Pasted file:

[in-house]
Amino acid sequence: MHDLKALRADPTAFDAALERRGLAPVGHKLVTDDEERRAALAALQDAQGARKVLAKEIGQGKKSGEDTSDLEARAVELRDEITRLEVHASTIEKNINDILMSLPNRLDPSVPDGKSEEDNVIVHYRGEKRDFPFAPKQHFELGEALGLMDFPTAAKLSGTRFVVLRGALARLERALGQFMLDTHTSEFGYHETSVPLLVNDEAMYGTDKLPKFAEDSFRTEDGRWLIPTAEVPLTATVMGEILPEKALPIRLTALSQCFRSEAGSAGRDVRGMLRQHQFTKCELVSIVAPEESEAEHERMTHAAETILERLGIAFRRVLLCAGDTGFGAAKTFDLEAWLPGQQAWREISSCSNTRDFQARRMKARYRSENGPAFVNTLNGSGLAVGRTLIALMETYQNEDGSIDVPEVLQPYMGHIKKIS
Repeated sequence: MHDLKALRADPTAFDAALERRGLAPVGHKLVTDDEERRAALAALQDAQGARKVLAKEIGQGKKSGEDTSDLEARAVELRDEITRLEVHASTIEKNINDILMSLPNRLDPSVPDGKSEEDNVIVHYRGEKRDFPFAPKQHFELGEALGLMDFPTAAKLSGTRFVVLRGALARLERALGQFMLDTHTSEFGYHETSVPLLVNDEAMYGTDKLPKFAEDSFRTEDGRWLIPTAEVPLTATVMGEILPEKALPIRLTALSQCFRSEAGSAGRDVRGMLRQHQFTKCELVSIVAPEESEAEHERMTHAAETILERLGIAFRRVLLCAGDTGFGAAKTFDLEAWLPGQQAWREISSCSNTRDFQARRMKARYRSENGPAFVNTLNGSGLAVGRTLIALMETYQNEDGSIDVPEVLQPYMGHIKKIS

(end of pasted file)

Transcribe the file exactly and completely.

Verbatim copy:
[in-house]
Amino acid sequence: MHDLKALRADPTAFDAALERRGLAPVGHKLVTDDEERRAALAALQDAQGARKVLAKEIGQGKKSGEDTSDLEARAVELRDEITRLEVHASTIEKNINDILMSLPNRLDPSVPDGKSEEDNVIVHYRGEKRDFPFAPKQHFELGEALGLMDFPTAAKLSGTRFVVLRGALARLERALGQFMLDTHTSEFGYHETSVPLLVNDEAMYGTDKLPKFAEDSFRTEDGRWLIPTAEVPLTATVMGEILPEKALPIRLTALSQCFRSEAGSAGRDVRGMLRQHQFTKCELVSIVAPEESEAEHERMTHAAETILERLGIAFRRVLLCAGDTGFGAAKTFDLEAWLPGQQAWREISSCSNTRDFQARRMKARYRSENGPAFVNTLNGSGLAVGRTLIALMETYQNEDGSIDVPEVLQPYMGHIKKIS
Repeated sequence: MHDLKALRADPTAFDAALERRGLAPVGHKLVTDDEERRAALAALQDAQGARKVLAKEIGQGKKSGEDTSDLEARAVELRDEITRLEVHASTIEKNINDILMSLPNRLDPSVPDGKSEEDNVIVHYRGEKRDFPFAPKQHFELGEALGLMDFPTAAKLSGTRFVVLRGALARLERALGQFMLDTHTSEFGYHETSVPLLVNDEAMYGTDKLPKFAEDSFRTEDGRWLIPTAEVPLTATVMGEILPEKALPIRLTALSQCFRSEAGSAGRDVRGMLRQHQFTKCELVSIVAPEESEAEHERMTHAAETILERLGIAFRRVLLCAGDTGFGAAKTFDLEAWLPGQQAWREISSCSNTRDFQARRMKARYRSENGPAFVNTLNGSGLAVGRTLIALMETYQNEDGSIDVPEVLQPYMGHIKKIS